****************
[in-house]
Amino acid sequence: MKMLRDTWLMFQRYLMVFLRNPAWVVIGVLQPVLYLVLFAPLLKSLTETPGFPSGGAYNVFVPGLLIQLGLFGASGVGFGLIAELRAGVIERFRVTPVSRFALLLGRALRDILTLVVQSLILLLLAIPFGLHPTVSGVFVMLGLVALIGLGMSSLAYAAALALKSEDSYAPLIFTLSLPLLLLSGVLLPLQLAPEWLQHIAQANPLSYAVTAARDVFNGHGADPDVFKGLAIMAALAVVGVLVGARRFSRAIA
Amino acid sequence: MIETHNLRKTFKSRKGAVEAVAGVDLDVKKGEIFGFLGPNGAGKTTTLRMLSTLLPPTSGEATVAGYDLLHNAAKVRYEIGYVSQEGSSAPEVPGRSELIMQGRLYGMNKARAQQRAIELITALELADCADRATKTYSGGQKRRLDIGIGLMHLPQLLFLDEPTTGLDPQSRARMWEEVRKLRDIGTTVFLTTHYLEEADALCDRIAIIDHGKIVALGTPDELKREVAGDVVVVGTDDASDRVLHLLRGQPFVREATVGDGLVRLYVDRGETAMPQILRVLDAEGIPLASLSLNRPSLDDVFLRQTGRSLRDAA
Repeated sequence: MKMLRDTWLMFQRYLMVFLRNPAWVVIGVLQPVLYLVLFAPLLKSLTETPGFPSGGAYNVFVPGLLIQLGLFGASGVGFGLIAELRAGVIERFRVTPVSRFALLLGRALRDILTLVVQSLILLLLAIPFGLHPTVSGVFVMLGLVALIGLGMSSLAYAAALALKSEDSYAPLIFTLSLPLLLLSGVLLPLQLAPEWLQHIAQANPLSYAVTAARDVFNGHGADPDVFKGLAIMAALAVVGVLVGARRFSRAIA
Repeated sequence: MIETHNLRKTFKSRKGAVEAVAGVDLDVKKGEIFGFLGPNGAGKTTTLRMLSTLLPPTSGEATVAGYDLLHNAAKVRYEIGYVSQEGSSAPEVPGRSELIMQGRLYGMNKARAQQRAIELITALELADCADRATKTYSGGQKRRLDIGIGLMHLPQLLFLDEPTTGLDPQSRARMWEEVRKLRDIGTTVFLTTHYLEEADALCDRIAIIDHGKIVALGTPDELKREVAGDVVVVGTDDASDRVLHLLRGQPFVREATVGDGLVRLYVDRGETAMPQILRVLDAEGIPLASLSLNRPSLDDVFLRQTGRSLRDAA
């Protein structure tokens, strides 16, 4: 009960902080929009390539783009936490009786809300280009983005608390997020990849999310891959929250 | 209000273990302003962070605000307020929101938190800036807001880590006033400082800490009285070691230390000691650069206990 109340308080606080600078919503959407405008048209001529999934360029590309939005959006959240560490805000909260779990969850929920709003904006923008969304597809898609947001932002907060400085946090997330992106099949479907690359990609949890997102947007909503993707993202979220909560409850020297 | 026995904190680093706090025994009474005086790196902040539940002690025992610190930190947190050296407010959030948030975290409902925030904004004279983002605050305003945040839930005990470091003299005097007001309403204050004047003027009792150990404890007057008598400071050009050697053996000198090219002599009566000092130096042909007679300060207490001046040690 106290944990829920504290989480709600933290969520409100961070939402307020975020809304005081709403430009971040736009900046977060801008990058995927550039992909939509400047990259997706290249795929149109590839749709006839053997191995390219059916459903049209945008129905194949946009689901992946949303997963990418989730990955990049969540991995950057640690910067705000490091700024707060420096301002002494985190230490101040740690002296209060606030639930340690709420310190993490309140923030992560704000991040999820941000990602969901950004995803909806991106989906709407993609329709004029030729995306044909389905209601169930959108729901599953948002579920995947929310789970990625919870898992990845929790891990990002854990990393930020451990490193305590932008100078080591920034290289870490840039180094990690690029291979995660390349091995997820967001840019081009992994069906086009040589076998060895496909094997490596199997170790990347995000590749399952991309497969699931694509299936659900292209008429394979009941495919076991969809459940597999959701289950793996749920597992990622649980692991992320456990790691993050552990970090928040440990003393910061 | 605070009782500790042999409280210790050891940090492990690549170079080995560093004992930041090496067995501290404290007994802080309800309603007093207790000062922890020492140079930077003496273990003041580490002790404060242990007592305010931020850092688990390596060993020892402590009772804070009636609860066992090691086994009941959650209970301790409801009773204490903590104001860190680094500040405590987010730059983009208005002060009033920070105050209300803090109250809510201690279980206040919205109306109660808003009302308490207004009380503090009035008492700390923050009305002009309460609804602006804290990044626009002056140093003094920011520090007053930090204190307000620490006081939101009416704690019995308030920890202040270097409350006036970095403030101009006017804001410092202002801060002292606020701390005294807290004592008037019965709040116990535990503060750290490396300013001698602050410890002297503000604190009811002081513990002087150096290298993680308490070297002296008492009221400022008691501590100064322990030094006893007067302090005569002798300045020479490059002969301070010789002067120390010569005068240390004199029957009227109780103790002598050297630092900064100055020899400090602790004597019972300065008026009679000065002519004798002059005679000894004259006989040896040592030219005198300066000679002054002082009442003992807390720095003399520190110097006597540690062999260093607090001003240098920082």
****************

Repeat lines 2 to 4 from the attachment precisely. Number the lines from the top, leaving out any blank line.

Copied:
Amino acid sequence: MKMLRDTWLMFQRYLMVFLRNPAWVVIGVLQPVLYLVLFAPLLKSLTETPGFPSGGAYNVFVPGLLIQLGLFGASGVGFGLIAELRAGVIERFRVTPVSRFALLLGRALRDILTLVVQSLILLLLAIPFGLHPTVSGVFVMLGLVALIGLGMSSLAYAAALALKSEDSYAPLIFTLSLPLLLLSGVLLPLQLAPEWLQHIAQANPLSYAVTAARDVFNGHGADPDVFKGLAIMAALAVVGVLVGARRFSRAIA
Amino acid sequence: MIETHNLRKTFKSRKGAVEAVAGVDLDVKKGEIFGFLGPNGAGKTTTLRMLSTLLPPTSGEATVAGYDLLHNAAKVRYEIGYVSQEGSSAPEVPGRSELIMQGRLYGMNKARAQQRAIELITALELADCADRATKTYSGGQKRRLDIGIGLMHLPQLLFLDEPTTGLDPQSRARMWEEVRKLRDIGTTVFLTTHYLEEADALCDRIAIIDHGKIVALGTPDELKREVAGDVVVVGTDDASDRVLHLLRGQPFVREATVGDGLVRLYVDRGETAMPQILRVLDAEGIPLASLSLNRPSLDDVFLRQTGRSLRDAA
Repeated sequence: MKMLRDTWLMFQRYLMVFLRNPAWVVIGVLQPVLYLVLFAPLLKSLTETPGFPSGGAYNVFVPGLLIQLGLFGASGVGFGLIAELRAGVIERFRVTPVSRFALLLGRALRDILTLVVQSLILLLLAIPFGLHPTVSGVFVMLGLVALIGLGMSSLAYAAALALKSEDSYAPLIFTLSLPLLLLSGVLLPLQLAPEWLQHIAQANPLSYAVTAARDVFNGHGADPDVFKGLAIMAALAVVGVLVGARRFSRAIA